More Planner Organization Tips You Should Apply

While individual preferences vary, you might also want to follow these top tips on how to use a planner for beginners:

Use a Small Passport or Regular Sized Planner

When choosing a new planner, pick a paper planner compact enough to carry around, like a passport-sized planner that fits in your bag. This is an effective way to organize every task and add appointments as needed, even when you’re out.

To find the perfect planner, don’t only consider the right size. Consider finding a beautiful planner that suits your aesthetics (e.g., minimalist planners). This keeps you interested in planning your daily to-dos. One planner brand you might want to check out is The Happy Planner.

Allocate Time for Unexpected Events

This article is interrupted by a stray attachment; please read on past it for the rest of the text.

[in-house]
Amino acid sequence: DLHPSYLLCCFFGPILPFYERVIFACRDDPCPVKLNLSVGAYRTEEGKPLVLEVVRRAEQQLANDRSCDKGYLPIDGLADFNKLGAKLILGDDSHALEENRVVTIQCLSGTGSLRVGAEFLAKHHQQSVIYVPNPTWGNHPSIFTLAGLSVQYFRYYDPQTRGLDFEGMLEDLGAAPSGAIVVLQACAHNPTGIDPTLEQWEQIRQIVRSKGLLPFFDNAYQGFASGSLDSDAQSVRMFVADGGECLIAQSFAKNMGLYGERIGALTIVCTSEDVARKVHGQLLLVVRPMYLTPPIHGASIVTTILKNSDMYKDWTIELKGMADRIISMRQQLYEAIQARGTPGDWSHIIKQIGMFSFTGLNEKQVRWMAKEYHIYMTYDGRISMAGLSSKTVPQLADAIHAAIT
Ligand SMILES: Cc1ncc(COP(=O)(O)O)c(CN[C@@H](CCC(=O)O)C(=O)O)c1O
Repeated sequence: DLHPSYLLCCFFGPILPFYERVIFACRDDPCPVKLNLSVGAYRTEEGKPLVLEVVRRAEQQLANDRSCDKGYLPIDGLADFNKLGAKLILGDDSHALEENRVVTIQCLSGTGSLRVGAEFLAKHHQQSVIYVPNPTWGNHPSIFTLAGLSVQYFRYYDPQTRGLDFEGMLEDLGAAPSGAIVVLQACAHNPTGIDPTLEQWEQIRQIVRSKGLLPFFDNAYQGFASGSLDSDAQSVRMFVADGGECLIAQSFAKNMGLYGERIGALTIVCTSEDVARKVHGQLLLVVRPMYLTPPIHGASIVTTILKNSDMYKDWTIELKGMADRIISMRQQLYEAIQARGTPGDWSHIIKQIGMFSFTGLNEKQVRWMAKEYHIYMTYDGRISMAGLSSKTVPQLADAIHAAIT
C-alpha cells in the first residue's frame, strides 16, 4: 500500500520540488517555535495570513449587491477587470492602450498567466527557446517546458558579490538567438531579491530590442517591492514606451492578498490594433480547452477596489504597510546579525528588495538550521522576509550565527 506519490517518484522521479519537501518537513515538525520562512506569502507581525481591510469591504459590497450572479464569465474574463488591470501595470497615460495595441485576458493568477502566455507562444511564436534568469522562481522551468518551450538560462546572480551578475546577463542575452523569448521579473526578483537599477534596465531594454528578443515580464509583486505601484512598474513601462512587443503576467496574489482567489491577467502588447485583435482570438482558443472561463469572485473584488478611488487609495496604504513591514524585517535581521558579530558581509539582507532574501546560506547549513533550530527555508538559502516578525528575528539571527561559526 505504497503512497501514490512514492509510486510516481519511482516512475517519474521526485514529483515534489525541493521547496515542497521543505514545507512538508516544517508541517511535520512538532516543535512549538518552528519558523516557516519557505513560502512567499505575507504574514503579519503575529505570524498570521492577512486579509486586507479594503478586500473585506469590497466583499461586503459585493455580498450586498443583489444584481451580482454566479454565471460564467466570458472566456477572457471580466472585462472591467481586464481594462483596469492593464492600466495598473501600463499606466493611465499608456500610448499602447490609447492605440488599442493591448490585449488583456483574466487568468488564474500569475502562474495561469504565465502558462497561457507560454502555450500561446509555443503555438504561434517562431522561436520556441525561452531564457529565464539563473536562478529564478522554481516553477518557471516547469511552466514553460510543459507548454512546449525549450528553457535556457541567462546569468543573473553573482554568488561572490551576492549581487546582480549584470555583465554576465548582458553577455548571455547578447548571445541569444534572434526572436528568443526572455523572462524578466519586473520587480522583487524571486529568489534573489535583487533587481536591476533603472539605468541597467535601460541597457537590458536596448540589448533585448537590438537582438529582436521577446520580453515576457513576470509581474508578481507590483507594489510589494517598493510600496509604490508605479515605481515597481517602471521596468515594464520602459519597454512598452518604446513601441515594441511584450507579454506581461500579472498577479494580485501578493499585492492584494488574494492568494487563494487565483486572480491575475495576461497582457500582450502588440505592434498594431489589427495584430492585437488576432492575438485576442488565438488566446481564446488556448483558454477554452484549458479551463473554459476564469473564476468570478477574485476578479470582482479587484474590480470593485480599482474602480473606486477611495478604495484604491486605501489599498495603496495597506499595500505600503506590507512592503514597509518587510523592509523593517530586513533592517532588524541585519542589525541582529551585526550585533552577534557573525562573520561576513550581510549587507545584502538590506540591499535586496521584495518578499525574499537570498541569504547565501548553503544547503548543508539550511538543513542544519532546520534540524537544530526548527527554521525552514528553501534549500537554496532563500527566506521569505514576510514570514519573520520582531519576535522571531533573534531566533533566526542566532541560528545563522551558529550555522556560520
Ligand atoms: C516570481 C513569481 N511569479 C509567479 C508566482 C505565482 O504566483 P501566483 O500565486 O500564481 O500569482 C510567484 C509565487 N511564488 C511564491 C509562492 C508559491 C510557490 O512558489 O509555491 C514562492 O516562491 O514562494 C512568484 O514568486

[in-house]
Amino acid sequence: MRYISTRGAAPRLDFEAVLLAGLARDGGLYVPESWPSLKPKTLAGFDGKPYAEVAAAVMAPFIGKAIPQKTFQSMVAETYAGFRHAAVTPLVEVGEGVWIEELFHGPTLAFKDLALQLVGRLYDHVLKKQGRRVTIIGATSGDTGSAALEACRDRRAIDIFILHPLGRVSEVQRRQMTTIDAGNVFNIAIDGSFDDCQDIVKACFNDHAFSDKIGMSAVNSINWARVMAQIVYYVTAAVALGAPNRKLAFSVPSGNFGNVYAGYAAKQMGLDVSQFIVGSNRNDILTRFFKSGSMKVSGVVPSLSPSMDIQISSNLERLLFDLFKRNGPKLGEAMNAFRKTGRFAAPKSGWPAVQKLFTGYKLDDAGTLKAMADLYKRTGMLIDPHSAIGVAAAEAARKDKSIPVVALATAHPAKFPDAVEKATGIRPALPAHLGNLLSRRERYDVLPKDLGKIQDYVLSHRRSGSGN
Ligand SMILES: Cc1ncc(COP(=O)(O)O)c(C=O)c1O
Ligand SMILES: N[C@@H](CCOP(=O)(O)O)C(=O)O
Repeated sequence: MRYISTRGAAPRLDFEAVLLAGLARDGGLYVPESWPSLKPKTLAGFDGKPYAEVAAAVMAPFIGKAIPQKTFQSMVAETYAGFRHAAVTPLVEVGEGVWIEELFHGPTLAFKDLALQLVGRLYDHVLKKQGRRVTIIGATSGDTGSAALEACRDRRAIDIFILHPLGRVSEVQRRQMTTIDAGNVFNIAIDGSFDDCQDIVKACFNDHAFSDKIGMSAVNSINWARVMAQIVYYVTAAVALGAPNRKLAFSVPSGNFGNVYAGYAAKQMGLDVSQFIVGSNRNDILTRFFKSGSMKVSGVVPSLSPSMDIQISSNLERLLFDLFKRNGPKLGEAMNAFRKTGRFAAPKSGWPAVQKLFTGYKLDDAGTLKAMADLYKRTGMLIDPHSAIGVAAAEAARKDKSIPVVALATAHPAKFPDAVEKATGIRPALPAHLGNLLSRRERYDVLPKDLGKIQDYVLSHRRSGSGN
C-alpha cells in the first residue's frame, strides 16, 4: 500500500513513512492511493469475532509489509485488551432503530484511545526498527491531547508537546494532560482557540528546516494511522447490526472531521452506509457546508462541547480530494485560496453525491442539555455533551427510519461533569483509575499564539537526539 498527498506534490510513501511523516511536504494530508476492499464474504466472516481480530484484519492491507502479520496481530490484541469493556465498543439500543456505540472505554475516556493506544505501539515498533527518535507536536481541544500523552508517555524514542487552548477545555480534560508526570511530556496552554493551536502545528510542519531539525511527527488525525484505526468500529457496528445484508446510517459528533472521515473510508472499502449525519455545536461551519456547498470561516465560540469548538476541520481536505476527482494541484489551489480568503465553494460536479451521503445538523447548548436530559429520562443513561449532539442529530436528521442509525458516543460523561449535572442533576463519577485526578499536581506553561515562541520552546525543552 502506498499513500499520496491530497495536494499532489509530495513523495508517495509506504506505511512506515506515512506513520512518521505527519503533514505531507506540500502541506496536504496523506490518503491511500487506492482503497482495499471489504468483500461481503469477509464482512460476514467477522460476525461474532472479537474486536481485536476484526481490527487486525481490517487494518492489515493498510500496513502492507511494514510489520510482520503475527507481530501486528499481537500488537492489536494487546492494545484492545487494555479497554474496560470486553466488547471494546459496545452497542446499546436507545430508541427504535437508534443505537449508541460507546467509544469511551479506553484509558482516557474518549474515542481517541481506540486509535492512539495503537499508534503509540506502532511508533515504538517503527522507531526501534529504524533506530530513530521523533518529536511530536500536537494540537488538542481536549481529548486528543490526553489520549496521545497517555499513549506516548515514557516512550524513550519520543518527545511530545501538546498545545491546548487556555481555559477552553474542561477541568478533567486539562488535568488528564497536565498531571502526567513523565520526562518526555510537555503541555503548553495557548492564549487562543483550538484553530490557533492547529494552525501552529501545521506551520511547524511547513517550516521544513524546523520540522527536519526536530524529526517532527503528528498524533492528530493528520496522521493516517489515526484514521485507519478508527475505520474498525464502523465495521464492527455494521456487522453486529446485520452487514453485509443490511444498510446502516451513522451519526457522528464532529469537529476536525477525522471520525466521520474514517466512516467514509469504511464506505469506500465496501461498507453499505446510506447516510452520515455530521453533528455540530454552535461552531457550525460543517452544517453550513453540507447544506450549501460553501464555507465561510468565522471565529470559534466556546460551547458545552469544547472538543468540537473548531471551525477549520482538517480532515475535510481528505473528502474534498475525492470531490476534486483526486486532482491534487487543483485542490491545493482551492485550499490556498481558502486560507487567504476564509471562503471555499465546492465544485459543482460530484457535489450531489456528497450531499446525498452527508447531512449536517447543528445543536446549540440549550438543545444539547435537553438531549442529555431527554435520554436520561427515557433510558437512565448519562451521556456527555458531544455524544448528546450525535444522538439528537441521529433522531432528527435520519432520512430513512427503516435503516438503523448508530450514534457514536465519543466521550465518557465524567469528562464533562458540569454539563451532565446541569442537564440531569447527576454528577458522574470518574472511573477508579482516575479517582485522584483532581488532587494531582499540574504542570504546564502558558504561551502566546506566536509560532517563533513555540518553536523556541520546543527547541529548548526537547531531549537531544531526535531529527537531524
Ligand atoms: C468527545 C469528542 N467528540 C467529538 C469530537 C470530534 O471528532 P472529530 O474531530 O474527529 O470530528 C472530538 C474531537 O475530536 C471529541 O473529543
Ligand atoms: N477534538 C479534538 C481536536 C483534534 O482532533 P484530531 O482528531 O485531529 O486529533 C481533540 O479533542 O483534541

Consider big-picture planning — always anticipate things that don’t follow your plan and build upon that. As such, you want to be flexible with your schedule. For example, your flight was delayed, so you must push back the appointments you planned for the week by a few days.

Write things with a pencil and change the details of each task as needed. Or better yet, allocate some buffer time when planning your time blocks.

Consider Digital Planners

A digital planner works as effectively as a paper planner for an organized life, except it’s easily accessible using a phone, tablet, or computer. They accommodate people who regularly go on business trips, as you can organize your appointments and sync your digital planner across multiple devices.